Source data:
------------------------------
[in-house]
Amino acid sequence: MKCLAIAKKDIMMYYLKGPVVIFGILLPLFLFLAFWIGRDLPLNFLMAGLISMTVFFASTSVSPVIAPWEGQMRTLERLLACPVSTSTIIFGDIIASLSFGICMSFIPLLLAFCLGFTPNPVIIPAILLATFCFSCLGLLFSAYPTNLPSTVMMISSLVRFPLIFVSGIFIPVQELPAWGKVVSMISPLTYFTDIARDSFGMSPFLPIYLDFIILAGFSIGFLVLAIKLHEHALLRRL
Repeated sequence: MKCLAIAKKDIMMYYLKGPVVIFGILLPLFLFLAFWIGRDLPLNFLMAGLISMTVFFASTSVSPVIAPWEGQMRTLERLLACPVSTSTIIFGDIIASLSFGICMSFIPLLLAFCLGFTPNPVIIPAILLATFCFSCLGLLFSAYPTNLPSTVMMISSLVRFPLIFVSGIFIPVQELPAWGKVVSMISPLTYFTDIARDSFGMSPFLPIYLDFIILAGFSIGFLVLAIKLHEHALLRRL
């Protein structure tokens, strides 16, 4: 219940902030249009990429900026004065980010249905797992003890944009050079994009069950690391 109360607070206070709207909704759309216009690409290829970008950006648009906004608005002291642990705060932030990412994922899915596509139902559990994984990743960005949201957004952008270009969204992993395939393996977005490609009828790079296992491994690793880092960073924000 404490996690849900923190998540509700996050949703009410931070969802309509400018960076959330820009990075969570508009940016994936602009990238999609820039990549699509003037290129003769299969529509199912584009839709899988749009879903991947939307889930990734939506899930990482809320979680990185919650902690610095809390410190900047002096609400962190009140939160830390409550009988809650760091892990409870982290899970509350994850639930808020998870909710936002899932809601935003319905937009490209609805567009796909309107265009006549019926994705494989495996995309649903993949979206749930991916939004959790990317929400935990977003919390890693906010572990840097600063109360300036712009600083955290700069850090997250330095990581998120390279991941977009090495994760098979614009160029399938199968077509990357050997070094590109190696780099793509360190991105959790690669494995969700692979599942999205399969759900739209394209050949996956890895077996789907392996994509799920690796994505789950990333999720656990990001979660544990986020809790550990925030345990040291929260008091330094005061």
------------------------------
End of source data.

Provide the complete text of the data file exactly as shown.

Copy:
[in-house]
Amino acid sequence: MKCLAIAKKDIMMYYLKGPVVIFGILLPLFLFLAFWIGRDLPLNFLMAGLISMTVFFASTSVSPVIAPWEGQMRTLERLLACPVSTSTIIFGDIIASLSFGICMSFIPLLLAFCLGFTPNPVIIPAILLATFCFSCLGLLFSAYPTNLPSTVMMISSLVRFPLIFVSGIFIPVQELPAWGKVVSMISPLTYFTDIARDSFGMSPFLPIYLDFIILAGFSIGFLVLAIKLHEHALLRRL
Repeated sequence: MKCLAIAKKDIMMYYLKGPVVIFGILLPLFLFLAFWIGRDLPLNFLMAGLISMTVFFASTSVSPVIAPWEGQMRTLERLLACPVSTSTIIFGDIIASLSFGICMSFIPLLLAFCLGFTPNPVIIPAILLATFCFSCLGLLFSAYPTNLPSTVMMISSLVRFPLIFVSGIFIPVQELPAWGKVVSMISPLTYFTDIARDSFGMSPFLPIYLDFIILAGFSIGFLVLAIKLHEHALLRRL
């Protein structure tokens, strides 16, 4: 219940902030249009990429900026004065980010249905797992003890944009050079994009069950690391 109360607070206070709207909704759309216009690409290829970008950006648009906004608005002291642990705060932030990412994922899915596509139902559990994984990743960005949201957004952008270009969204992993395939393996977005490609009828790079296992491994690793880092960073924000 404490996690849900923190998540509700996050949703009410931070969802309509400018960076959330820009990075969570508009940016994936602009990238999609820039990549699509003037290129003769299969529509199912584009839709899988749009879903991947939307889930990734939506899930990482809320979680990185919650902690610095809390410190900047002096609400962190009140939160830390409550009988809650760091892990409870982290899970509350994850639930808020998870909710936002899932809601935003319905937009490209609805567009796909309107265009006549019926994705494989495996995309649903993949979206749930991916939004959790990317929400935990977003919390890693906010572990840097600063109360300036712009600083955290700069850090997250330095990581998120390279991941977009090495994760098979614009160029399938199968077509990357050997070094590109190696780099793509360190991105959790690669494995969700692979599942999205399969759900739209394209050949996956890895077996789907392996994509799920690796994505789950990333999720656990990001979660544990986020809790550990925030345990040291929260008091330094005061």